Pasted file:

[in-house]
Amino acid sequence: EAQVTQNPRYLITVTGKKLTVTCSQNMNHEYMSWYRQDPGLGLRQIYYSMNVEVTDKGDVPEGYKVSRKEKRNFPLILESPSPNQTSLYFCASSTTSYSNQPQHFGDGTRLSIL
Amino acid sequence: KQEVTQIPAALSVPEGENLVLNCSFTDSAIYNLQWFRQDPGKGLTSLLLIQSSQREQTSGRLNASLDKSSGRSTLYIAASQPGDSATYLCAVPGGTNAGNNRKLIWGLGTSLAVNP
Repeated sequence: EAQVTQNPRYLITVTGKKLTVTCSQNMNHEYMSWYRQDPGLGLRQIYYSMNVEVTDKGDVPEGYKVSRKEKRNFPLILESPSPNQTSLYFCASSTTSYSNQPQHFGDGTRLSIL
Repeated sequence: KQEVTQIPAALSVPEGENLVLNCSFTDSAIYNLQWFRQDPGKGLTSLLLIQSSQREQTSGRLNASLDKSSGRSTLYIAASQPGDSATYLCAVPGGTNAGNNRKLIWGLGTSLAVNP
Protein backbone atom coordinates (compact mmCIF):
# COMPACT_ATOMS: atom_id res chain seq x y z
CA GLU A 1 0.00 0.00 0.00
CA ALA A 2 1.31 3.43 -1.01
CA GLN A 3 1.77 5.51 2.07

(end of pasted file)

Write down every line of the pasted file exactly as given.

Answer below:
[in-house]
Amino acid sequence: EAQVTQNPRYLITVTGKKLTVTCSQNMNHEYMSWYRQDPGLGLRQIYYSMNVEVTDKGDVPEGYKVSRKEKRNFPLILESPSPNQTSLYFCASSTTSYSNQPQHFGDGTRLSIL
Amino acid sequence: KQEVTQIPAALSVPEGENLVLNCSFTDSAIYNLQWFRQDPGKGLTSLLLIQSSQREQTSGRLNASLDKSSGRSTLYIAASQPGDSATYLCAVPGGTNAGNNRKLIWGLGTSLAVNP
Repeated sequence: EAQVTQNPRYLITVTGKKLTVTCSQNMNHEYMSWYRQDPGLGLRQIYYSMNVEVTDKGDVPEGYKVSRKEKRNFPLILESPSPNQTSLYFCASSTTSYSNQPQHFGDGTRLSIL
Repeated sequence: KQEVTQIPAALSVPEGENLVLNCSFTDSAIYNLQWFRQDPGKGLTSLLLIQSSQREQTSGRLNASLDKSSGRSTLYIAASQPGDSATYLCAVPGGTNAGNNRKLIWGLGTSLAVNP
Protein backbone atom coordinates (compact mmCIF):
# COMPACT_ATOMS: atom_id res chain seq x y z
CA GLU A 1 0.00 0.00 0.00
CA ALA A 2 1.31 3.43 -1.01
CA GLN A 3 1.77 5.51 2.07